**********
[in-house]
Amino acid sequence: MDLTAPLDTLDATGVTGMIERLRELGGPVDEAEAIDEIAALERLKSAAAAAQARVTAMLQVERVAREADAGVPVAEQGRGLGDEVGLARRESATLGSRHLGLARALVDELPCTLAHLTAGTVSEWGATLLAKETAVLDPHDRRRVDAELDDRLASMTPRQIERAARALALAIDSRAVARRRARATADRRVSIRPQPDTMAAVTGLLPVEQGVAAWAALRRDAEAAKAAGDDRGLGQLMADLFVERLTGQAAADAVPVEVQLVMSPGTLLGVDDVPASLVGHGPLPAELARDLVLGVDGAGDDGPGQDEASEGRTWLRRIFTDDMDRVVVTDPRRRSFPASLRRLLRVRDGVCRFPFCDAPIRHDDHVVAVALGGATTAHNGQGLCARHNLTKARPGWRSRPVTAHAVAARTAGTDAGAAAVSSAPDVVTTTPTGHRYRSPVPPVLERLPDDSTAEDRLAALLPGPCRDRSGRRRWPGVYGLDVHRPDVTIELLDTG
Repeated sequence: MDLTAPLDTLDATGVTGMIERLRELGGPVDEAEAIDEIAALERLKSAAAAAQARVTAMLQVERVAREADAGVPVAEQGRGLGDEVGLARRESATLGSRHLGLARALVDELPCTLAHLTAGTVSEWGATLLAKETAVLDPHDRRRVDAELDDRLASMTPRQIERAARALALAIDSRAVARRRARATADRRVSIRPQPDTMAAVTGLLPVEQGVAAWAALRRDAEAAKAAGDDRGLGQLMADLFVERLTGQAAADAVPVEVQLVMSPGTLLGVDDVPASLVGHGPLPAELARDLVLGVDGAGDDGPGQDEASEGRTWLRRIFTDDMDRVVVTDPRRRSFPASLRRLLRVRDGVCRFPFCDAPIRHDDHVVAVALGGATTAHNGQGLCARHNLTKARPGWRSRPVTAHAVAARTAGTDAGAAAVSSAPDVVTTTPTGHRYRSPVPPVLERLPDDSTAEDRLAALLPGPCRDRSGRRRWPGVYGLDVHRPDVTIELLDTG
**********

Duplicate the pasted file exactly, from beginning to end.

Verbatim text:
[in-house]
Amino acid sequence: MDLTAPLDTLDATGVTGMIERLRELGGPVDEAEAIDEIAALERLKSAAAAAQARVTAMLQVERVAREADAGVPVAEQGRGLGDEVGLARRESATLGSRHLGLARALVDELPCTLAHLTAGTVSEWGATLLAKETAVLDPHDRRRVDAELDDRLASMTPRQIERAARALALAIDSRAVARRRARATADRRVSIRPQPDTMAAVTGLLPVEQGVAAWAALRRDAEAAKAAGDDRGLGQLMADLFVERLTGQAAADAVPVEVQLVMSPGTLLGVDDVPASLVGHGPLPAELARDLVLGVDGAGDDGPGQDEASEGRTWLRRIFTDDMDRVVVTDPRRRSFPASLRRLLRVRDGVCRFPFCDAPIRHDDHVVAVALGGATTAHNGQGLCARHNLTKARPGWRSRPVTAHAVAARTAGTDAGAAAVSSAPDVVTTTPTGHRYRSPVPPVLERLPDDSTAEDRLAALLPGPCRDRSGRRRWPGVYGLDVHRPDVTIELLDTG
Repeated sequence: MDLTAPLDTLDATGVTGMIERLRELGGPVDEAEAIDEIAALERLKSAAAAAQARVTAMLQVERVAREADAGVPVAEQGRGLGDEVGLARRESATLGSRHLGLARALVDELPCTLAHLTAGTVSEWGATLLAKETAVLDPHDRRRVDAELDDRLASMTPRQIERAARALALAIDSRAVARRRARATADRRVSIRPQPDTMAAVTGLLPVEQGVAAWAALRRDAEAAKAAGDDRGLGQLMADLFVERLTGQAAADAVPVEVQLVMSPGTLLGVDDVPASLVGHGPLPAELARDLVLGVDGAGDDGPGQDEASEGRTWLRRIFTDDMDRVVVTDPRRRSFPASLRRLLRVRDGVCRFPFCDAPIRHDDHVVAVALGGATTAHNGQGLCARHNLTKARPGWRSRPVTAHAVAARTAGTDAGAAAVSSAPDVVTTTPTGHRYRSPVPPVLERLPDDSTAEDRLAALLPGPCRDRSGRRRWPGVYGLDVHRPDVTIELLDTG